CRECER Project has Big Impact for Mariela in Ecuador
Mariela Carriel and her family were beneficiaries of the Growing Esmeraldas with Renewable Energy project (known as Creciendo Esmeraldas con Energía Renovable, or “CRECER”) in Ecuador. The CRECER project was created to improve the lives and livelihoods of rural cacao-farming families in Ecuador’s Esmeraldas Province through the holistic implementation of renewable energy technologies, eco-agricultural training programs, and improved social cohesion. Responses have been translated from Spanish.When did you start working with Green Empowerment and CorpoEsmeraldas, our local partner organization? What type of support have you received?We’ve been members of the Sabor Arriba cacao-growers cooperative for the last three years, but this project (CRECER) is the first time we’ve worked directly with CorpoEsmeraldas and Green Empowerment, so we’ve been participating in that since the initial studies in July of 2014. With their support and the help of the technicians, we’ve built a (biogas) digester and a solar dryer and fermentation tanks for our cacao beans, received trainings on cacao cultivation and post-harvest techniques to help our land produce more and better cacao, and attended workshops on citizen participation and gender equity.What was your life like before you had access to this technology?
Before we had the (biogas) digester, I cooked with propane or firewood most of the time, but they were a pain. The propane always ran out at the most unexpected times, and when it ran out and we didn’t have any dry wood in the winter [rainy season], sometimes we had to walk up the hill to our son’s house and cook there. Getting a new tank meant going to town, two hours each way on the mule with mud coming up to its belly. Cooking with firewood wasn’t very nice either, when the wind blew the smoke stayed in the house, making everything dirty and hurting our health. Our old cacao dryer was a pain too, the old plastic was dirty and didn’t dry the beans quickly, and we’d built it on top of our shed, so hauling the (100-pound) bags of cacao up and down a ladder was an exhausting and dangerous task for my husband and myself, we normally had to ask our son to help, so the cacao sometimes stayed in the dryer far too long.What has changed in your life since having access to the technology?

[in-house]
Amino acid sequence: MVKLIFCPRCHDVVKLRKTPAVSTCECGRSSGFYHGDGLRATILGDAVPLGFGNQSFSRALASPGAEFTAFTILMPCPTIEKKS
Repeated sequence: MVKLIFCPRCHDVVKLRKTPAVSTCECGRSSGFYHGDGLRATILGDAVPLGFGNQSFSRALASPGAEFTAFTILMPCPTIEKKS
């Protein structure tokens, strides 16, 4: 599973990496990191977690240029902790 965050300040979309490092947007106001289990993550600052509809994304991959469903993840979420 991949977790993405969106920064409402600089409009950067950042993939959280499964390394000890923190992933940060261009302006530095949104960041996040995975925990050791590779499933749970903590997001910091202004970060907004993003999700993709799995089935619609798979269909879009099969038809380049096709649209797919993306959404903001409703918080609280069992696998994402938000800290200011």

Now that we make our own gas with the digester, I feel so confident knowing that the food won’t end up half-cooked, and we haven’t bought a propane tank in months. It was odd at first to gather the manure and mix it with water, but now that we’re used to it, it’s so much easier to do ten minutes of work each morning rather than haul tanks from town. I hardly ever cook with firewood now either, except for cooking slurry for our pigs. Now that we’ve got the fermentation tanks and the new solar dryer, our cacao has a much richer aroma, and the new dryer is much more comfortable to use, my husband or I can spread the beans out without any help, and it dries much faster. I don’t know if our cacao trees are producing more or not, but where we’ve applied the organic fertilizer from the digester (biol), they really look green and healthy, even now early in the dry season.How are these changes helping you to reach your goals?
If we keep learning and applying the practices from these trainings, our farm will produce more and better cacao, and we’ve been organizing with our neighbors and Sabor Arriba to get a premium price for our cacao to recognize the quality that comes from all the effort we put into growing it without agrochemicals and in the fermentation. Growing cacao is what we do, so why wouldn’t we try to do the best we can at it? The digester has really been helpful too, making our own organic fertilizer and cooking gas makes us more independent, and when the road is impassible in the rainy season, it’s so important to be able to do these things for ourselves, rather than waiting for a dry spell to lug things from town.